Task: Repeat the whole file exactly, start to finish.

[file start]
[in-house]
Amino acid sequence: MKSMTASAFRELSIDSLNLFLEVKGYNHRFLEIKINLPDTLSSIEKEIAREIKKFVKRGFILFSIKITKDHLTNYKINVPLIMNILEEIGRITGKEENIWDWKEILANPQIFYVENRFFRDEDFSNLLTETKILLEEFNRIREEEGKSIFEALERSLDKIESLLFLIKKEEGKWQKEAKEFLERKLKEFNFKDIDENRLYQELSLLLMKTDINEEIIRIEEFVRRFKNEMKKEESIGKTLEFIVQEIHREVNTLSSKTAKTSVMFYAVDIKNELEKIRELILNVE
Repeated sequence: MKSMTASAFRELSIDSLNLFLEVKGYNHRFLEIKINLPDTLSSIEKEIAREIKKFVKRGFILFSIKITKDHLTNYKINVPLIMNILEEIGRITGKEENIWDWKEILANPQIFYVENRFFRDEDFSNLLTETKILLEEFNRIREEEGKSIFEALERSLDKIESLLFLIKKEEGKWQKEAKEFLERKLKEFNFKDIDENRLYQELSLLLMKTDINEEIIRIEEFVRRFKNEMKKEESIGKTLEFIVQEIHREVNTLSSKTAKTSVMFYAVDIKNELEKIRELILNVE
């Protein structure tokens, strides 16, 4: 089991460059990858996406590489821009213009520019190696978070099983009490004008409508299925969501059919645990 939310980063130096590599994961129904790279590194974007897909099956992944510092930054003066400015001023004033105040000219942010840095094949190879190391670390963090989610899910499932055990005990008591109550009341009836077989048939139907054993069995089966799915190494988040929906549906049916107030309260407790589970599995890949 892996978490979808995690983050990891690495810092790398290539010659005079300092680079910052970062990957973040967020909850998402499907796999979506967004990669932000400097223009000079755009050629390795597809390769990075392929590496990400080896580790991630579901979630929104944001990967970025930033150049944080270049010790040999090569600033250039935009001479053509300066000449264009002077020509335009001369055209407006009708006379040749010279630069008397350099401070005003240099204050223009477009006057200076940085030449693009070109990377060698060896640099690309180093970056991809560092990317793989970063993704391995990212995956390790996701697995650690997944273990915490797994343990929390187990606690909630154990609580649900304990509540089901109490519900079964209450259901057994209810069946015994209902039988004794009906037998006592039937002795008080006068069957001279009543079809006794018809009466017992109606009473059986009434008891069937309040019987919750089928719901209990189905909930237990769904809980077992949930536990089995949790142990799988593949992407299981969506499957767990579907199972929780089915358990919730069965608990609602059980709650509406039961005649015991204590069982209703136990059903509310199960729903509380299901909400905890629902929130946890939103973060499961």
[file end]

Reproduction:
[in-house]
Amino acid sequence: MKSMTASAFRELSIDSLNLFLEVKGYNHRFLEIKINLPDTLSSIEKEIAREIKKFVKRGFILFSIKITKDHLTNYKINVPLIMNILEEIGRITGKEENIWDWKEILANPQIFYVENRFFRDEDFSNLLTETKILLEEFNRIREEEGKSIFEALERSLDKIESLLFLIKKEEGKWQKEAKEFLERKLKEFNFKDIDENRLYQELSLLLMKTDINEEIIRIEEFVRRFKNEMKKEESIGKTLEFIVQEIHREVNTLSSKTAKTSVMFYAVDIKNELEKIRELILNVE
Repeated sequence: MKSMTASAFRELSIDSLNLFLEVKGYNHRFLEIKINLPDTLSSIEKEIAREIKKFVKRGFILFSIKITKDHLTNYKINVPLIMNILEEIGRITGKEENIWDWKEILANPQIFYVENRFFRDEDFSNLLTETKILLEEFNRIREEEGKSIFEALERSLDKIESLLFLIKKEEGKWQKEAKEFLERKLKEFNFKDIDENRLYQELSLLLMKTDINEEIIRIEEFVRRFKNEMKKEESIGKTLEFIVQEIHREVNTLSSKTAKTSVMFYAVDIKNELEKIRELILNVE
């Protein structure tokens, strides 16, 4: 089991460059990858996406590489821009213009520019190696978070099983009490004008409508299925969501059919645990 939310980063130096590599994961129904790279590194974007897909099956992944510092930054003066400015001023004033105040000219942010840095094949190879190391670390963090989610899910499932055990005990008591109550009341009836077989048939139907054993069995089966799915190494988040929906549906049916107030309260407790589970599995890949 892996978490979808995690983050990891690495810092790398290539010659005079300092680079910052970062990957973040967020909850998402499907796999979506967004990669932000400097223009000079755009050629390795597809390769990075392929590496990400080896580790991630579901979630929104944001990967970025930033150049944080270049010790040999090569600033250039935009001479053509300066000449264009002077020509335009001369055209407006009708006379040749010279630069008397350099401070005003240099204050223009477009006057200076940085030449693009070109990377060698060896640099690309180093970056991809560092990317793989970063993704391995990212995956390790996701697995650690997944273990915490797994343990929390187990606690909630154990609580649900304990509540089901109490519900079964209450259901057994209810069946015994209902039988004794009906037998006592039937002795008080006068069957001279009543079809006794018809009466017992109606009473059986009434008891069937309040019987919750089928719901209990189905909930237990769904809980077992949930536990089995949790142990799988593949992407299981969506499957767990579907199972929780089915358990919730069965608990609602059980709650509406039961005649015991204590069982209703136990059903509310199960729903509380299901909400905890629902929130946890939103973060499961």